I know it was, on the face of it, a bit of harmless entrepreneurial fun but the bigger picture was quite different. Now, the mother of the other boy thinks my son is a feckless bad influence and won’t be allowed to see his closest friend. This is small town living and quite different problems compared to London living. Only this week 2 lads were stabbed in Croydon town centre at 5pm and numerous stabbings and killings are rife across London at the moment. I find it incredibly sad and have no answers.

What this has taught me is I don’t want to have a small town mentality. I don’t want to have lived here so long that minor tittle-tattle (not this school incident) i.e banal gossip even scratches the surface with me. As the majority of it is really small fry compared to what the majority who live in large towns have to put up with. I don’t want to lose part of my identity and have no appreciation to global matters elsewhere.

I know what my son did was wrong but it has to be put into prospective. He had his phone taken away. He doesn’t have an X-box so we couldn’t take that away – my thoughts on those are written here. In my view, they are more toxic than anything else and parents hand these to their children on a plate. I felt that 2 broken ribs, no phone and being judged as a bad influence and god knows what else was enough punishment to fit the crime. Wouldn’t you say?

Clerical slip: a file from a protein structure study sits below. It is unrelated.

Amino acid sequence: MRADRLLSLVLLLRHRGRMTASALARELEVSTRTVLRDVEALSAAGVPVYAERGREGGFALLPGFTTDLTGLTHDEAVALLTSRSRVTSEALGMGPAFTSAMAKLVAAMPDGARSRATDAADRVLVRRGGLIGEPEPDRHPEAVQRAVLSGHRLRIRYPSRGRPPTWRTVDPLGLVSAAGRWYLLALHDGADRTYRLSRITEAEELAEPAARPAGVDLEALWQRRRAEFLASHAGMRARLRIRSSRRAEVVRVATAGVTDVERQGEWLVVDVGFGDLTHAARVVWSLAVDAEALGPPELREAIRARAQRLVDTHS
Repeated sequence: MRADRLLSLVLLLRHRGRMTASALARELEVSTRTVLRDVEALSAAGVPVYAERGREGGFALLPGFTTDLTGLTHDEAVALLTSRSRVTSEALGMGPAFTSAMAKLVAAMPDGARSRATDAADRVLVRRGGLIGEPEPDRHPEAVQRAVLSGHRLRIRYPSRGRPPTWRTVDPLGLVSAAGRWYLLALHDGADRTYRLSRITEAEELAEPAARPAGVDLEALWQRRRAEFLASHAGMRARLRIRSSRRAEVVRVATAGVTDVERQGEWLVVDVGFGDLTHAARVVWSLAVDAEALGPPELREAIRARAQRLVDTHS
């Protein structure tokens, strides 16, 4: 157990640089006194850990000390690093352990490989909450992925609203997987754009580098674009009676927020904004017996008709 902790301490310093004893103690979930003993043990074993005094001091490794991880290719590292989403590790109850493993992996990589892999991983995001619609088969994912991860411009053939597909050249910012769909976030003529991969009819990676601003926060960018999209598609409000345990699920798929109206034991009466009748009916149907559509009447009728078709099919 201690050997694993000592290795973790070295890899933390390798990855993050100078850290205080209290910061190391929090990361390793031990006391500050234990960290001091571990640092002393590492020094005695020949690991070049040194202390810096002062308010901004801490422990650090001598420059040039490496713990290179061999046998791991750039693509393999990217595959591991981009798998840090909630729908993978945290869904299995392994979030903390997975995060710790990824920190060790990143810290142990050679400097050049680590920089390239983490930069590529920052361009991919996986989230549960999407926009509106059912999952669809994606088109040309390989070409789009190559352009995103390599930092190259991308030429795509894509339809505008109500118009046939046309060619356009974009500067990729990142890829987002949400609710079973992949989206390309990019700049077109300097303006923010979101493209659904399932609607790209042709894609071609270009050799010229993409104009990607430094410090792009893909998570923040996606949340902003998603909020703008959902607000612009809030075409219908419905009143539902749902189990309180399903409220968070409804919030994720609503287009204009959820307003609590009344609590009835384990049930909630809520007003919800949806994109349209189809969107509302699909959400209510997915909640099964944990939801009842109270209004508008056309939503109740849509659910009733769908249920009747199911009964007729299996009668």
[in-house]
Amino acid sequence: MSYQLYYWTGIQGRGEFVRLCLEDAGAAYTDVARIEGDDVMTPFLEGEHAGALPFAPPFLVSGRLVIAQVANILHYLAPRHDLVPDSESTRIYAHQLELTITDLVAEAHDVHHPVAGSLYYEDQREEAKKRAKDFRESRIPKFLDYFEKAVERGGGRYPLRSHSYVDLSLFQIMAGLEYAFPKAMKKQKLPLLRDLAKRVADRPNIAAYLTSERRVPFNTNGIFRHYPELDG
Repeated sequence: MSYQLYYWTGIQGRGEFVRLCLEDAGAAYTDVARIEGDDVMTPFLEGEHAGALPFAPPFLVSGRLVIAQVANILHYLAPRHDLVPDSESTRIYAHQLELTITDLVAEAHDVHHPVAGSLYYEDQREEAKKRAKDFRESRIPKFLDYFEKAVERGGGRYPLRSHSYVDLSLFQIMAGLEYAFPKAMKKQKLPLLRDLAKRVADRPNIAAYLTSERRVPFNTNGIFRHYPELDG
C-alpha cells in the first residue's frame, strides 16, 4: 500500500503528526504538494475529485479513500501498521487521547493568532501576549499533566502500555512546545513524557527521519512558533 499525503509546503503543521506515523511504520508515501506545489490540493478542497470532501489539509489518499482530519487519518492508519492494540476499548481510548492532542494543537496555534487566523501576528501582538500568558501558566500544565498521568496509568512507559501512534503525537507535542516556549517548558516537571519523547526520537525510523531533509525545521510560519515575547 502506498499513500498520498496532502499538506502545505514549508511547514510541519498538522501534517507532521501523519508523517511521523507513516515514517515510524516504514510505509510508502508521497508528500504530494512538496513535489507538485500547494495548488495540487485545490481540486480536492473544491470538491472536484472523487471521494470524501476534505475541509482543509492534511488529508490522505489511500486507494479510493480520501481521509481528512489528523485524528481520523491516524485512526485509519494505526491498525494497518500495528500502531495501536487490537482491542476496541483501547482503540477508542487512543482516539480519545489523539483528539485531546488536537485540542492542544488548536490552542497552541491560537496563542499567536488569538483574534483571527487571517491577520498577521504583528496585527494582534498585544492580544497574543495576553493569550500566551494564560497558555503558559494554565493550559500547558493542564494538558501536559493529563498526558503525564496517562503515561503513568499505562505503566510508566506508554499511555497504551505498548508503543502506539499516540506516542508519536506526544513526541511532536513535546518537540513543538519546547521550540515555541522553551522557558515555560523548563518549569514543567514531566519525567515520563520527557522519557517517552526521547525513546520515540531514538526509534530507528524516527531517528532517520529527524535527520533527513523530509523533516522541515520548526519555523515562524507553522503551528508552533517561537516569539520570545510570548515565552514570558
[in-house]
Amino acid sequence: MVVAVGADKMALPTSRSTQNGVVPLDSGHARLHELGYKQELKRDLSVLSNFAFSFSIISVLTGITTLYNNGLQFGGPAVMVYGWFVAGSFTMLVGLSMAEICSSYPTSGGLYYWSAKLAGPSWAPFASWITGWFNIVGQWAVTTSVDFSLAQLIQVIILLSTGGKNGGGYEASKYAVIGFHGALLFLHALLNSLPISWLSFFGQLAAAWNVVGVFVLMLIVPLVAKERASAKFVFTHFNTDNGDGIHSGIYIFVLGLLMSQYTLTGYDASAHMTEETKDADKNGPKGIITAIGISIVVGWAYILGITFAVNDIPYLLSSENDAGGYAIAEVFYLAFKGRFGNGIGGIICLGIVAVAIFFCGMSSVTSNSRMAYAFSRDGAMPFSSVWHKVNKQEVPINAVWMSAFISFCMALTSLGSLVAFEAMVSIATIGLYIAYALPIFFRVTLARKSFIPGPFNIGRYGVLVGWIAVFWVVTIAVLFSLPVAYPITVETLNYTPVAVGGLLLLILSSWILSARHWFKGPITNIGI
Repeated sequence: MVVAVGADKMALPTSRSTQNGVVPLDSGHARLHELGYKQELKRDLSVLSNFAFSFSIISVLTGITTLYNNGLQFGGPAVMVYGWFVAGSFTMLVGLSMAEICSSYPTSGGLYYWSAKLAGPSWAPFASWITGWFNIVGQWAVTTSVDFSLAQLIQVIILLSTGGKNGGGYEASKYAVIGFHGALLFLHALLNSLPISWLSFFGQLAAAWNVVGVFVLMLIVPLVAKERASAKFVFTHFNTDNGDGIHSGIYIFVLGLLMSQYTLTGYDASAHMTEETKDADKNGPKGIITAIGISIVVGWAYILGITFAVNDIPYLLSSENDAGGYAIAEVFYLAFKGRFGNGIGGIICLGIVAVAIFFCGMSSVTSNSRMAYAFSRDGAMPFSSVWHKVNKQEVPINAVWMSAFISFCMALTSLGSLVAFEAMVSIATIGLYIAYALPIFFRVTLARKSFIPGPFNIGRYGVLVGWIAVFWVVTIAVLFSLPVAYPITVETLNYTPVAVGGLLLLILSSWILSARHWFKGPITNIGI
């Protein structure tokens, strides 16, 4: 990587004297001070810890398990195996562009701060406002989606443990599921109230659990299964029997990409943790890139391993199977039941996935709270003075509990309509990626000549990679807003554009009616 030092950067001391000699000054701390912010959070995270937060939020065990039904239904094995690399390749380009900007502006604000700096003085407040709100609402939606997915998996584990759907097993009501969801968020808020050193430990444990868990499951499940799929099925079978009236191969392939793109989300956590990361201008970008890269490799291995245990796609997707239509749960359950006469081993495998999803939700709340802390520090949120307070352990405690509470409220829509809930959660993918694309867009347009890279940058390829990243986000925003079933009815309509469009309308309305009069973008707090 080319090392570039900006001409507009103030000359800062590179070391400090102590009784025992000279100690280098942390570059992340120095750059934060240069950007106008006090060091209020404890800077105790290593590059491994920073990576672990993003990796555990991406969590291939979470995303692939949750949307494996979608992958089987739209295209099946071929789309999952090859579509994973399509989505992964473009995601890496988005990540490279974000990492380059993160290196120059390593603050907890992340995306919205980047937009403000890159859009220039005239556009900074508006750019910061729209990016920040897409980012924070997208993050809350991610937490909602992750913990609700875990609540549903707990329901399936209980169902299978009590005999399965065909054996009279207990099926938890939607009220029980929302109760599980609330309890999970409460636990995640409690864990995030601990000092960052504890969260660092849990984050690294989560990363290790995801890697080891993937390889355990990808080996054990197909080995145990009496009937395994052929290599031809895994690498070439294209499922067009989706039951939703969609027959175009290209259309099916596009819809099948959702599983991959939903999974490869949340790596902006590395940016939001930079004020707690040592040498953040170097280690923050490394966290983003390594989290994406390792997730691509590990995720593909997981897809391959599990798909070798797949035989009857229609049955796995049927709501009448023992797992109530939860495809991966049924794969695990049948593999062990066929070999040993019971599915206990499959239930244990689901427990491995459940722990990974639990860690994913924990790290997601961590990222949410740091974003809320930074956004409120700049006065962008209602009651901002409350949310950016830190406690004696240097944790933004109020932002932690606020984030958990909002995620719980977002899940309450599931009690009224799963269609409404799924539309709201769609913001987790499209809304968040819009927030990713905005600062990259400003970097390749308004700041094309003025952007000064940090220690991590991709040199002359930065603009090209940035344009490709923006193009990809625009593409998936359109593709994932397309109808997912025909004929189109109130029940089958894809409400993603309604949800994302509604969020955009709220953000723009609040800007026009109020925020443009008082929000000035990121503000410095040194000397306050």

Here’s hoping to get to half term without anymore drama? What are my chances?

Until next time….

 

 

2 thoughts on “Master Normandy Gets Into Trouble”

  1. In 2002 we moved from south London to small town New Zealand. Experiencing both sides of the coin gives you good balance, I think. You appreciate the good side of the big city; anonymity, all the Arts at your disposal, 24-hour milk etc, and of the small town; community, safety, relaxed lifestyle. Plus you get a window on the down sides, which make the upsides even better; the faceless city, crime vs everyone knowing your business, navel gazing and certain limitations on choices. There’s no clear choice for me, so I have to try to bridge both. Hence I’m not sure my life will ever be quite settled… I’m sure it will blow over – eventually. And it’s lovely that you see the positive side with the entrepreneurial nature of your son 🙂

    1. That’s just it isn’t it the pros and cons of which there are many. I love that 24 hour milk – yes! I don’t think the French system allows for the entrepreneur but maybe that is changing with the younger French x